posted by quince at 11:27 AM on April 6 [3 favorites]

This is so, so normal and common. It's totally reasonable and good for you to be taking a pause and checking in with yourself to make sure your friendships still feel good and balanced, but in general, having friends in your life who understand some of the things you struggle with can be really affirming and helpful.

One thing that can be a little tricky is that it can be the nature of things that there may be some periods of time where things get unbalanced in a temporary way - like, maybe someone's struggling with a reminder of a traumatic thing or having a weird time with meds and needs more support for a while. But at least for me, I find that as long as it all balances out reasonably well in the long run, such that you know people will be there for you when it's your turn to have a difficult spell, that's still fine.
posted by Stacey at 11:41 AM on April 6 [4 favorites]

I worry that I should just ghost all my current friends and find "healthy" (whatever that means) ones. Which seems like it'd do more harm than good and it'd seriously break my heart, but the urge/worry is still there.

This passage really jumped out of me. Friends are not used cars; there are not "clean," "rebuilt/restored," and "salvage" titles. Nobody comes with a CARFAX report guaranteeing no history of damage or mechanical issues.

Look, a lot of people have mental health diagnoses, are on meds, and/or are survivors of trauma through no fault of their own. Many more will become survivors as their lives go on, because that's life. Many will acquire new diagnoses and treatments, as the science around mental health advances, and as access to care (hopefully) expands.

Like restless_nomad says above, friends who have explored their issues and how to deal with them are safer bets than friends who might brag about being "normal/healthy/undamaged" or having made all the "right choices" to avoid trauma. People who see themselves that way are either lying or drinking heavily from the Fountain of Self-Serving Bias, and they're probably pretty low on empathy.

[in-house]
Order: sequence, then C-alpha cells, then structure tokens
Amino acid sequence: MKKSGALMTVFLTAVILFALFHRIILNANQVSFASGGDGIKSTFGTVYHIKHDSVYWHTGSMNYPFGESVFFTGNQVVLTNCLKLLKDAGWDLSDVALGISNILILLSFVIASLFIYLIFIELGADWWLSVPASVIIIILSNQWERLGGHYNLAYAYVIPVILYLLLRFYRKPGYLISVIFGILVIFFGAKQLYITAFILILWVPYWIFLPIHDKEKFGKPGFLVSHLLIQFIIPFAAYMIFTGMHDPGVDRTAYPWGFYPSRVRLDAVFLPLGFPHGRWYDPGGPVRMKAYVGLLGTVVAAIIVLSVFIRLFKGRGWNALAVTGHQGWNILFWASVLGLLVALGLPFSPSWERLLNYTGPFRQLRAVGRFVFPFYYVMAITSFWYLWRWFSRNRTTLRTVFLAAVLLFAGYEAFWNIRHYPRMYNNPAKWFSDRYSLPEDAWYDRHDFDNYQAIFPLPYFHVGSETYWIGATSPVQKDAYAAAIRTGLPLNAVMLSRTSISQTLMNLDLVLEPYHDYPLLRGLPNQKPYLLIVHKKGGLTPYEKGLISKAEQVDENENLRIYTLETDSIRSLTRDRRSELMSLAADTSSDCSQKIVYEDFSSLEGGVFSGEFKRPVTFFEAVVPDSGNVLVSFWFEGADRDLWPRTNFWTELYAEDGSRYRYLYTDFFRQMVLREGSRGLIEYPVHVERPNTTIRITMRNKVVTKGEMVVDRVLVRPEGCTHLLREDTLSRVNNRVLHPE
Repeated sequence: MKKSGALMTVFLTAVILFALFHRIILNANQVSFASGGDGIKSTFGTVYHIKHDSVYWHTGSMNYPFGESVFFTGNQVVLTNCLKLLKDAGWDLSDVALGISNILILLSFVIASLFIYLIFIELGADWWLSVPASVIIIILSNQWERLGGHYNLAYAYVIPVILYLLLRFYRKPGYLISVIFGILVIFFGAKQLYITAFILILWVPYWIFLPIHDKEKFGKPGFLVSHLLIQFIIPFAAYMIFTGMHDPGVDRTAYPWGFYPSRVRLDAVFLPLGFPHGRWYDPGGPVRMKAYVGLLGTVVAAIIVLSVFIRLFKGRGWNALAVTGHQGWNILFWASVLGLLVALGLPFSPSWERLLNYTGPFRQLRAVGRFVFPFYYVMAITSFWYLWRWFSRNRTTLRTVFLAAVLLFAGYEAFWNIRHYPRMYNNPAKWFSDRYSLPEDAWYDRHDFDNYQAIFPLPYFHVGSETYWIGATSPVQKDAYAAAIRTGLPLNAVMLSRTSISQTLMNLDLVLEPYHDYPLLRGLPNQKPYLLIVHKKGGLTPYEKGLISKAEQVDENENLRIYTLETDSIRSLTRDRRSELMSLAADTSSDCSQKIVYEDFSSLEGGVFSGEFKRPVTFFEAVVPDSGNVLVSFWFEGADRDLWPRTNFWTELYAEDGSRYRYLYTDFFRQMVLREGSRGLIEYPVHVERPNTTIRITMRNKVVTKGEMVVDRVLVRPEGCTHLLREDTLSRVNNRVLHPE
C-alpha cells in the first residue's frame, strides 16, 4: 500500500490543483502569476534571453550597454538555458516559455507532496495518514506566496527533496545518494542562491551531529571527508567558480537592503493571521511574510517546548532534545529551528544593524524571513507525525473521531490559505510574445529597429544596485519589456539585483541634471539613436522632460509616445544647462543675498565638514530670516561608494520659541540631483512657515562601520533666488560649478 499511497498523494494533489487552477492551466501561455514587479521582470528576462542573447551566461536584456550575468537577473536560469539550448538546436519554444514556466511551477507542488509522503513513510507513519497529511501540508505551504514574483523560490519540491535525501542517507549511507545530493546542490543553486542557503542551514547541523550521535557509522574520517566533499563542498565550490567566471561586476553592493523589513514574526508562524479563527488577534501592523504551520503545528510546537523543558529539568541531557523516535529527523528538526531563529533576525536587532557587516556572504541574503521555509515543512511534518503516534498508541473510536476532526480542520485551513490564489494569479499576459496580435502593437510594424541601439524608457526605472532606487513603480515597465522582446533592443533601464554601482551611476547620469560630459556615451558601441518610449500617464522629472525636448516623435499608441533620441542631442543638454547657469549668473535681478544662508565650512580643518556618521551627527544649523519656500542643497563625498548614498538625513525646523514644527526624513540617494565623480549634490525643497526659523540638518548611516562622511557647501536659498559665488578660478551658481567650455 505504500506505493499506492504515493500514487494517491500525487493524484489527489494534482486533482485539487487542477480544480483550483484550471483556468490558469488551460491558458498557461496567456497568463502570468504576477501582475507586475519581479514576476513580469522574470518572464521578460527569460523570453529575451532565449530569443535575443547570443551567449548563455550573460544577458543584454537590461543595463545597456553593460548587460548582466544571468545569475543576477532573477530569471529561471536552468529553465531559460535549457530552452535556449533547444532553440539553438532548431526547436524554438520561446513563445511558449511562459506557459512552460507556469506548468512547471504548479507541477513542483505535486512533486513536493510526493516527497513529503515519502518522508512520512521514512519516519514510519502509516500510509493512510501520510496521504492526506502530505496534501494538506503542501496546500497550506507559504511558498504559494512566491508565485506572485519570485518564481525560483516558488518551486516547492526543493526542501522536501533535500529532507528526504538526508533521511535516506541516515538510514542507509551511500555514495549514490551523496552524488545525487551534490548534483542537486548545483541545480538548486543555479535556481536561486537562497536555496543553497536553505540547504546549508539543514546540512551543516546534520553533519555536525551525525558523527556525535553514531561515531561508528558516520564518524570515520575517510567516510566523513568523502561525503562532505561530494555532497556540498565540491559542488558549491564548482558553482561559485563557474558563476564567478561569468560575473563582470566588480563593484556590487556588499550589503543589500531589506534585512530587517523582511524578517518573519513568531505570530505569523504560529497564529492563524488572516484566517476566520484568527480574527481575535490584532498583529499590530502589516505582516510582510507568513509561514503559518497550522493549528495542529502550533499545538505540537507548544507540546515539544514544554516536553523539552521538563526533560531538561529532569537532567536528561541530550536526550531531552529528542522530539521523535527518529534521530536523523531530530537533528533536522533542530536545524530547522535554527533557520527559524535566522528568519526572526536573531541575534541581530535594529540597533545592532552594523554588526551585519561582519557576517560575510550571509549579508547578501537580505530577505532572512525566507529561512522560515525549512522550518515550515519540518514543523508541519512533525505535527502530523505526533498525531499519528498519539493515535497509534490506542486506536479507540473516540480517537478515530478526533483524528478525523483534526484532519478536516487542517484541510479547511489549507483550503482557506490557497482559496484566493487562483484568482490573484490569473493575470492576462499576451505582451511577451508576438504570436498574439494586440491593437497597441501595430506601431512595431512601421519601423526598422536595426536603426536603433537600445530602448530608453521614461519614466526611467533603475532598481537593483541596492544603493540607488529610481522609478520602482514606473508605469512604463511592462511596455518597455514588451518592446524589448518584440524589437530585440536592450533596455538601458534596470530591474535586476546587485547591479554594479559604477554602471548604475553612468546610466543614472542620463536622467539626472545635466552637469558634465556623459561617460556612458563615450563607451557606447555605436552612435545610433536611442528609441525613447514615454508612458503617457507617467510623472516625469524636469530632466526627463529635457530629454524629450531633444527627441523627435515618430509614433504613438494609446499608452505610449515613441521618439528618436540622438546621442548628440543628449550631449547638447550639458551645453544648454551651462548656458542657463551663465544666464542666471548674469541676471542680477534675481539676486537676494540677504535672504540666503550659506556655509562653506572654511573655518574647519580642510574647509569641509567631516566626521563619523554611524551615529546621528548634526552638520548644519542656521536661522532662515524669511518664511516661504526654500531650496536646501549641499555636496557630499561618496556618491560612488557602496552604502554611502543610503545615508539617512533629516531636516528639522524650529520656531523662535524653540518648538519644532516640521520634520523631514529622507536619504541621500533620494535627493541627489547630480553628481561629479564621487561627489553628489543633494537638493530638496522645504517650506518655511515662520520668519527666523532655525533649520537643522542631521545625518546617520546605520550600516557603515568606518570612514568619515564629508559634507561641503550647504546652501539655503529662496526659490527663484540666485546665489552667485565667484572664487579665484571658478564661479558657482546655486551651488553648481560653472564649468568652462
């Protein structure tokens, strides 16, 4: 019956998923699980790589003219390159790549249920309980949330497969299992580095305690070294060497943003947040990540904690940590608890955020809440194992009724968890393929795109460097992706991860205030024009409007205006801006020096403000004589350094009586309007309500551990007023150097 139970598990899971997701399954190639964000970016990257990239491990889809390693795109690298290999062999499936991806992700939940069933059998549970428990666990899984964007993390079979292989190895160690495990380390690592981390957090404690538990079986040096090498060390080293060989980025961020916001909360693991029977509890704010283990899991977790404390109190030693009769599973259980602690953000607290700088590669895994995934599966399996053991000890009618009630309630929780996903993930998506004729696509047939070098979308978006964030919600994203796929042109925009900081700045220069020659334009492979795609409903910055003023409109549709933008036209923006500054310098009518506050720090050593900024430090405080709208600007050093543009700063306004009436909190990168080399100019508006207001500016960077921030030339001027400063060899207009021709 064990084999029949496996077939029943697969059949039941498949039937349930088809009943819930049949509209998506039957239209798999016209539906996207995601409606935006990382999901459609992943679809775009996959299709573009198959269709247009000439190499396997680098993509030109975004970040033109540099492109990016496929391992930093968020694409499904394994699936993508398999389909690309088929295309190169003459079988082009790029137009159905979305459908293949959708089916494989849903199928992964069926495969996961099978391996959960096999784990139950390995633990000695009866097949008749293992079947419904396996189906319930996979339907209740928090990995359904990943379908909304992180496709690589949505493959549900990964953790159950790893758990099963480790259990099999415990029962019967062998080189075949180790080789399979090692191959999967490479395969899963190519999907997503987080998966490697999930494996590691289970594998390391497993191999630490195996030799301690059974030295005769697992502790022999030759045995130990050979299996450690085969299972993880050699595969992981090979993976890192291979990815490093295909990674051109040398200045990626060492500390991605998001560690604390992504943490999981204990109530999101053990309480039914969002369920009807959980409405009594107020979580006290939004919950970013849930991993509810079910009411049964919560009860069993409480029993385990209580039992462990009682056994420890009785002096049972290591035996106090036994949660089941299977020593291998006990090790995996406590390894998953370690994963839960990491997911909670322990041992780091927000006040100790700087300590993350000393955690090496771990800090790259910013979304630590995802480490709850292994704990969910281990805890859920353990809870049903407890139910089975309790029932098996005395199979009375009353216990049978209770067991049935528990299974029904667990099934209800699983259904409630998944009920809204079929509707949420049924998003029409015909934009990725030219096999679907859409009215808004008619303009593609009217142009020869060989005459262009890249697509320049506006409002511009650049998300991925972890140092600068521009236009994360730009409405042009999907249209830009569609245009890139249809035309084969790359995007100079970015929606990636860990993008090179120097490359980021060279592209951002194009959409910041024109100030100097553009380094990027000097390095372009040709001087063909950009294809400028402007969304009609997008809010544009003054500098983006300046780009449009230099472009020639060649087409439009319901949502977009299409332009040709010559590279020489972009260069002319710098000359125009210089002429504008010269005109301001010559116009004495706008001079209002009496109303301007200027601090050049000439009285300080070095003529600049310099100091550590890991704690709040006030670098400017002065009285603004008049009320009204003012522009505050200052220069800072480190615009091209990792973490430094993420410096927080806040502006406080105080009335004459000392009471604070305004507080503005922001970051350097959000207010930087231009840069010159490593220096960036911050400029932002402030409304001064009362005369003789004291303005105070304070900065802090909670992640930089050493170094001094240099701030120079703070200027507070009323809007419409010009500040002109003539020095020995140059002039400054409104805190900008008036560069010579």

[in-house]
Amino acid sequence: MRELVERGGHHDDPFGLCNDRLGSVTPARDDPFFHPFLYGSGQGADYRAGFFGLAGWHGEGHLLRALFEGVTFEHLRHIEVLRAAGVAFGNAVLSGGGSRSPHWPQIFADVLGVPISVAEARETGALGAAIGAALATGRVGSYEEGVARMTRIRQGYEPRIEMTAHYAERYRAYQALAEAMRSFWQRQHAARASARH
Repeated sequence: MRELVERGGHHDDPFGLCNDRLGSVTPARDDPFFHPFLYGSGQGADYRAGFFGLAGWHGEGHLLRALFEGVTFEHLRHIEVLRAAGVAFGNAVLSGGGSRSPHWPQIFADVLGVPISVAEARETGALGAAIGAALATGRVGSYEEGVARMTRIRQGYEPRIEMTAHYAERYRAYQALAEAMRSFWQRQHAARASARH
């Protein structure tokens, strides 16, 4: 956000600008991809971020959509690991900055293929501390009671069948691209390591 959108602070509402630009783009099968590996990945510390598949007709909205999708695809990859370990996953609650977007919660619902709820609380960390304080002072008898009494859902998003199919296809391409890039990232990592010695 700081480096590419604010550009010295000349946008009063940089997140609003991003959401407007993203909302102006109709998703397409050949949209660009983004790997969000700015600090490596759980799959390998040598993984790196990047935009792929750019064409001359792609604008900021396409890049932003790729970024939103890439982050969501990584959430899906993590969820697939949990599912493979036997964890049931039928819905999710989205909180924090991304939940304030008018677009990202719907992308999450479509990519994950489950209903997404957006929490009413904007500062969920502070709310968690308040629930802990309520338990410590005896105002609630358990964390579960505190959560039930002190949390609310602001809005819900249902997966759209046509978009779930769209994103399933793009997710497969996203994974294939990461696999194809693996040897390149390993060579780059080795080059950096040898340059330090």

The only time you don't want to be friends with a trauma survivor is when that person needs to be the only one with scars in the group, and can't make space for anyone else's trauma (past, present, or future). If that's any part of why you're thinking about getting a new group of friends, it's something worth exploring.

But there's really no "clean CARFAX" friend group out there, not really.
posted by armeowda at 12:19 PM on April 6 [9 favorites]

as long as you still like them and like being around them, do not ditch any of them pre-emptively because you think that there is something wrong with them that will amplify something wrong with you. this would be a pretty bad thing to do to them (and yourself). you have every right to withdraw if being around them starts to make you feel worse about yourself. but don't borrow trouble.

however self-conscious it makes you to dwell on the fact that all your friends have trauma histories, I bet you anything it would make you feel worse to be the only person you know who's had experiences of that kind. When you're the only one with a particular background it can be hard to escape feeling like the one who needs to be worried about, the one people have to be sensitive around. there is a lot to be said for feeling -- for really being -- totally normal within your chosen peer group.